I love to hear Willie Nelson sing, and when he does "Yesterday's Wine" it touches the heart and puts my mind to rambling-rambling back to the early days of stock car racing.
It is a comforting thought, however, when I realize I was there, growing up with the sport, spending time with its people, its heroes, getting to know them and becoming friends with pioneers such as Richard Petty, Bobby and Donnie Allison, Cale Yarborough, David Pearson, Junior Johnson and Jim Paschal. The list continues back to the days of Lee Petty, Curtis Turner, Glen Wood, Joe Weatherly, and even Big Bill France.
Those who follow racing and can't say the same have missed something special, a part of Americana that will not circle this way again.
The era of racing I'm talking about is gone forever. It's gone like that part of country music that will not return. You don't hear the voices of Hank Williams, Ernest Tubb, Roy Acuff, Johnny Cash, and Waylon Jennings as often as you did years back. Yes, I know, they are gone forever, but that's not the only reason you don't hear them. You don't hear Willie Nelson, Merle Haggard, or even the old Possum, George Jones, on the radio much anymore, either.
The reason is you can forget dusty old boots and worn-out jeans; country music stars are a young, fashionable crowd these days. Alan Jackson, Brooks and Dunn, and Shania Twain will soon be running out of stage room for the likes of Kenny Chesney, Rickiejoleen, Catherine Britt, Kasey Chambers, Adam Harvey, and Candi Carpenter.
What has happened in Nashville has happened in racing. It is nothing all that new. It happened to us when we were growing up, and we just didn't realize it.
Young cater to the young. It is happening in music. It is happening in racing. It is happening in the business world. Look at the clothing industry, for example.
In the process of this evolution, NASCAR and sponsors of corporate America have stolen the character of drivers. There are no characters, and racing has lost its character.
Even the front office of NASCAR is made up of the younger generation. Brian France, the CEO of NASCAR, hasn't begun to color his hair or wear flashy shirts and colorful suits to help hide his age. He doesn't even hang gold around his neck.
So when you hear that old guy climbing out of a pickup truck say he doesn't like racing anymore, that these young kids are not as good at the wheel as the old crowd was, and that they don't race as hard, then help him with his cane and turn up his hearing aid. He is probably wearing it because of standing too close to the exhaust pipes on Curtis Turner's Ford while somebody was setting timing on the engine.
Personally, I don't believe there will ever be two drivers better than Richard Petty and Dale Earnhardt, but how do you judge race drivers? Perhaps I should be saying that I admire Richard Petty and Dale Earnhardt more than any two drivers. Well, I don't know about that either. Do I admire their driving ability, or what? There are certain things I admire about a lot of drivers I have known. As a friend, I don't know of any I admire more than Terry Labonte.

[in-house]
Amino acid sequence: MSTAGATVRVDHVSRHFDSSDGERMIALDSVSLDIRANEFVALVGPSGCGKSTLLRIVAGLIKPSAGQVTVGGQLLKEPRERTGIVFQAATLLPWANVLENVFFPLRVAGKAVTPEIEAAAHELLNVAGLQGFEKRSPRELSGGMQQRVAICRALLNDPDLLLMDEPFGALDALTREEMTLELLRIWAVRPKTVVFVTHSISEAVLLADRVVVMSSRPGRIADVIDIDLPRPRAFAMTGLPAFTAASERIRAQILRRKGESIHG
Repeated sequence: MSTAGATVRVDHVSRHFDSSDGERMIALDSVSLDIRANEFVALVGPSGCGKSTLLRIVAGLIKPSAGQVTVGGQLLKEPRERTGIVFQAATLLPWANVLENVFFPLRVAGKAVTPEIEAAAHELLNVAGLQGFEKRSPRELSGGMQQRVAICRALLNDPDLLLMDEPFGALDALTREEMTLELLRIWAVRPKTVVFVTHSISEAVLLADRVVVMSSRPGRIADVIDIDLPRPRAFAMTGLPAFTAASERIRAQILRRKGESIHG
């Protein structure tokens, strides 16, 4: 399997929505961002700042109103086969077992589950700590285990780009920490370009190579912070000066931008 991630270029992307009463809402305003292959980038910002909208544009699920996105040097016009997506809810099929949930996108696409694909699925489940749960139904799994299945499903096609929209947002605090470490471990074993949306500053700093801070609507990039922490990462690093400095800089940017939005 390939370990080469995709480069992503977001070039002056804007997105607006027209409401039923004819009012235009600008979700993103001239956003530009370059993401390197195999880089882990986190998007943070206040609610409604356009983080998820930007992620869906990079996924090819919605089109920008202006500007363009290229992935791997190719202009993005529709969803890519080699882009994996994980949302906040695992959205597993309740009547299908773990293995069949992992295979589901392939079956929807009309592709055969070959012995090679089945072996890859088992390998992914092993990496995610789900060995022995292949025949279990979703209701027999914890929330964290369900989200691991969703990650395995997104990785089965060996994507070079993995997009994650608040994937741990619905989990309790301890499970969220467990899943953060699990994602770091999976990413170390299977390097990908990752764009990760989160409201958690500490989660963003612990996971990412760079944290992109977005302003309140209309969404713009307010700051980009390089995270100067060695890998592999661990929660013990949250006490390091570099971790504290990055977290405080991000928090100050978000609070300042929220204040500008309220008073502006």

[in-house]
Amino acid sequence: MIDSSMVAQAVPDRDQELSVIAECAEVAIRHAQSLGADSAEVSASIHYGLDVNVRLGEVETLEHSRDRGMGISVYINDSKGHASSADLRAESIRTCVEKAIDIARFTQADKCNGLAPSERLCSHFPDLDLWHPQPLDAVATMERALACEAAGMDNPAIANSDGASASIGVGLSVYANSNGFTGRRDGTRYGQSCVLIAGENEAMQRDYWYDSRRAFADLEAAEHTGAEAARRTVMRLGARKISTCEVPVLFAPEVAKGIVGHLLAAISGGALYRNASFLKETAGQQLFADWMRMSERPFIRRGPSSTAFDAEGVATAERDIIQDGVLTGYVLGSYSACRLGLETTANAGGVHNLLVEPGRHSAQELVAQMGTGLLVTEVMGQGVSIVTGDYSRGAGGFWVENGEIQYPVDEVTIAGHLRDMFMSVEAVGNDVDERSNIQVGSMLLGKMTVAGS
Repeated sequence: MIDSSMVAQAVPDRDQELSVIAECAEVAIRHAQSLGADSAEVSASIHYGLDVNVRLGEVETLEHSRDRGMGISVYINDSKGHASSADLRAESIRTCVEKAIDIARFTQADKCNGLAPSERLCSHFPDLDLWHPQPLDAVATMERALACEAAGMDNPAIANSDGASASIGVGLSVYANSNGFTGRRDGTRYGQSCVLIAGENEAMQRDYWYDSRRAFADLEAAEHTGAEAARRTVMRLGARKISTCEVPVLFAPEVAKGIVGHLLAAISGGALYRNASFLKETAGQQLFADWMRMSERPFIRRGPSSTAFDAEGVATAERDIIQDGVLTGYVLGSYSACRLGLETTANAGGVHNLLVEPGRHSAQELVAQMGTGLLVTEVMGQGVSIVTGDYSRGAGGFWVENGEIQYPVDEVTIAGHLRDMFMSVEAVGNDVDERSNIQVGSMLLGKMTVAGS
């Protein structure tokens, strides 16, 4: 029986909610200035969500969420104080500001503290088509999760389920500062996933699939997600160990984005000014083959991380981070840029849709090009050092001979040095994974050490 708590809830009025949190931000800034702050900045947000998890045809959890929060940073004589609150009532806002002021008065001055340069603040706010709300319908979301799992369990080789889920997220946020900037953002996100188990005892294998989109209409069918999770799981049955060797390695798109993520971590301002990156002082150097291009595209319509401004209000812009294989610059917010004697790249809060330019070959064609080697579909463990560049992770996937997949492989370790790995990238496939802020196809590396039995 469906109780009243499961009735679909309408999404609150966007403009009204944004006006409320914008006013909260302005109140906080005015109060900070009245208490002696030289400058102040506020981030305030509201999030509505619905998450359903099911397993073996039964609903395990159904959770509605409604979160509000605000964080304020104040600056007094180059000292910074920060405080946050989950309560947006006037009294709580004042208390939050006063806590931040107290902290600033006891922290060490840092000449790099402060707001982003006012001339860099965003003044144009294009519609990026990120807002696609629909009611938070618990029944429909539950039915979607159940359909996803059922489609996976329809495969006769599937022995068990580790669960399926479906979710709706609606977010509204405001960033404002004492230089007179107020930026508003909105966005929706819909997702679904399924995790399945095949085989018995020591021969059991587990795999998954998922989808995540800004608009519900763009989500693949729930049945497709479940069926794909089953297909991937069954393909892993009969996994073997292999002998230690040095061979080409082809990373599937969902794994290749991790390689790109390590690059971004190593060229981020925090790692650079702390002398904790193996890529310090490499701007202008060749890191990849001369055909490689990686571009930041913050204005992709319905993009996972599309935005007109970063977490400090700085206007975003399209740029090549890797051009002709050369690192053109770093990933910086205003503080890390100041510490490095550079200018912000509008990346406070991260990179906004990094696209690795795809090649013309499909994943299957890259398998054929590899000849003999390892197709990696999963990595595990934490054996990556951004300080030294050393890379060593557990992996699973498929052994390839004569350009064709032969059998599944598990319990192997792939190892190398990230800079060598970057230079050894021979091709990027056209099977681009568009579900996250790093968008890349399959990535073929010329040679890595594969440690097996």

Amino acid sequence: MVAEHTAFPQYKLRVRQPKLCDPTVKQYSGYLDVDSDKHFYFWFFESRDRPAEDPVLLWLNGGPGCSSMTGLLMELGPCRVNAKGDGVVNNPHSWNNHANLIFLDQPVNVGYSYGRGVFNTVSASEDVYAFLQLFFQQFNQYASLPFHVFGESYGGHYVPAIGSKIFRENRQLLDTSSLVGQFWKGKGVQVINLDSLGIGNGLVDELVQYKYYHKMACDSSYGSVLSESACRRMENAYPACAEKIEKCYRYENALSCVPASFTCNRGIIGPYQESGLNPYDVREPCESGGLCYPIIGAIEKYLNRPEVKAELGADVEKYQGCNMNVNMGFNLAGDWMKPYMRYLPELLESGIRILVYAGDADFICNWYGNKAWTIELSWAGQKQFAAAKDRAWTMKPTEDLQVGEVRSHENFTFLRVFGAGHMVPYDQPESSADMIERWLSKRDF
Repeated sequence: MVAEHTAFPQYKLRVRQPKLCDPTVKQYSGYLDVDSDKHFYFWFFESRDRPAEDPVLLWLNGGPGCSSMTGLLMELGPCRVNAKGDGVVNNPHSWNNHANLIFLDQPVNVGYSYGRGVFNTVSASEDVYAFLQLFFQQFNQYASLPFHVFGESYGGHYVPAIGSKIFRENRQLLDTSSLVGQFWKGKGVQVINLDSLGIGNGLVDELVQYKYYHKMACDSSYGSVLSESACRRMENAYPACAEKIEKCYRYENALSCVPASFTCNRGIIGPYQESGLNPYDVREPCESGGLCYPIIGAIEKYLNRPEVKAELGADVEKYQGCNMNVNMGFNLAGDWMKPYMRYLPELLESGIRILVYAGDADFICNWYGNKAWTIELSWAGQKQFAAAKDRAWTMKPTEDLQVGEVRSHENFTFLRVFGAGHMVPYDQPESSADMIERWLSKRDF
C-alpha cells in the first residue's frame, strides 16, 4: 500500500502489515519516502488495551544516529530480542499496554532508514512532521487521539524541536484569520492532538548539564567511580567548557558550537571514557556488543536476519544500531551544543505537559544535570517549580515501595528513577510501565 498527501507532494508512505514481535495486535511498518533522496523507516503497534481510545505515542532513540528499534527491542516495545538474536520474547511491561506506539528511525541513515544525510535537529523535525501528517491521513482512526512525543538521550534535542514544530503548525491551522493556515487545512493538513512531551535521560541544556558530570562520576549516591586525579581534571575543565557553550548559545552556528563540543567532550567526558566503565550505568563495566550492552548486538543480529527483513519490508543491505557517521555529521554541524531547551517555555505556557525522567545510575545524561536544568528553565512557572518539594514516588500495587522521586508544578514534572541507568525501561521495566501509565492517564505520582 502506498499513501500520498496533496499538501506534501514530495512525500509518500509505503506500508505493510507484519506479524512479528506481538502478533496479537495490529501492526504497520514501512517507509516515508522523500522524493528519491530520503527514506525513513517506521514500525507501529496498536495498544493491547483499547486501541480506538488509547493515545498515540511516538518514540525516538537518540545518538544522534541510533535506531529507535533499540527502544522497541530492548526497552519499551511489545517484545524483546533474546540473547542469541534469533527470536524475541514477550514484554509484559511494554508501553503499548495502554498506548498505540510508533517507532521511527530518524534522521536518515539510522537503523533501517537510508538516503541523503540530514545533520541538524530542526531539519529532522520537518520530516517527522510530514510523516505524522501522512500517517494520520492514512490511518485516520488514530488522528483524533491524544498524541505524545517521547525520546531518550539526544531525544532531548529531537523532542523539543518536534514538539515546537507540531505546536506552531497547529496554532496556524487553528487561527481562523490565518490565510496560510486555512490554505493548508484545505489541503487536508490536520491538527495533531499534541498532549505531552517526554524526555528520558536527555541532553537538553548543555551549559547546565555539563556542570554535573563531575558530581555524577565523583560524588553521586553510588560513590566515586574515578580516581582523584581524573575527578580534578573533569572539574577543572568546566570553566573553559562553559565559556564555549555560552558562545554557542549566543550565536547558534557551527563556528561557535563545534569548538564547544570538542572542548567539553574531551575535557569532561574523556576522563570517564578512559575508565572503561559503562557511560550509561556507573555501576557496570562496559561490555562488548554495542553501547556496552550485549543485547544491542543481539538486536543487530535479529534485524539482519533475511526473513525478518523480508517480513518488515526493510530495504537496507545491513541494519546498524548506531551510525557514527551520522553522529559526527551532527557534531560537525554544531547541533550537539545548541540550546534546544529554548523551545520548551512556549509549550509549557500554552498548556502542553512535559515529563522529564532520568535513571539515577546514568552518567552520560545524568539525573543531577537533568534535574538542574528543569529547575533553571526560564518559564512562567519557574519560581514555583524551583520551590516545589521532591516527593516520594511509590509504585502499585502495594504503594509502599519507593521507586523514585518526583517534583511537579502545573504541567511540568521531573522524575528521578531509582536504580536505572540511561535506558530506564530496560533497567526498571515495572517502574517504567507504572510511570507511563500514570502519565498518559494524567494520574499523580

I guess the bottom line is that we should be allowed to believe whatever we want to about all-star athletes.
I have never been crazy about seeing cars go around in circles, so I think what bothers me most is I miss the remarkably fantastic stories told by most of the old-timers in the sport. They told their stories so well. When Jimmy Spencer tells a story, it is exquisitely done.
There were stories about anything and everything, some things you wouldn't believe. They told a lot of stories about their early days racing, and a lot of stories about each other. "The girl over by the fence kept waving and yelling for me to come over there," David Pearson said, "so I walked over. As I got closer I noticed the expression on her face changed. When she could see the name on my uniform, she yelled out, 'You are not the David Pearson I was out with last night.' "
"You know how nervous Freddie Lorenzen is," Richard Petty began. "Well, Dale (Inman, crewchief) and I found this gearbox. We polished it up and slipped it under our car at Bristol before qualifying. We made sure Freddie was watching, and Dale set the gearbox out from under the car. We left it for a few minutes. Sure enough, Freddie came by and dropped down on one knee and copied the numbers off the box. I would love to have seen his face when he found out the gearbox was from a '38 Ford."
In days gone by, drivers were always available to tell these stories. There wasn't that much media. Practically all the drivers knew all the media by name, and the back of a truck or a stack of tires made a good office or den. You could talk for hours.
Today, there is so much media that drivers hide in holes to escape the rush.
Today's drivers are ostentatious with their uniforms and big buses, yet they are stylish.
Before big sponsors there was no dress code, and often people would confuse crewmen with drivers.
Yes, racing has changed and, just like country music and most other things, will continue to go through changes.
"Aging with time, like yesterday's wine."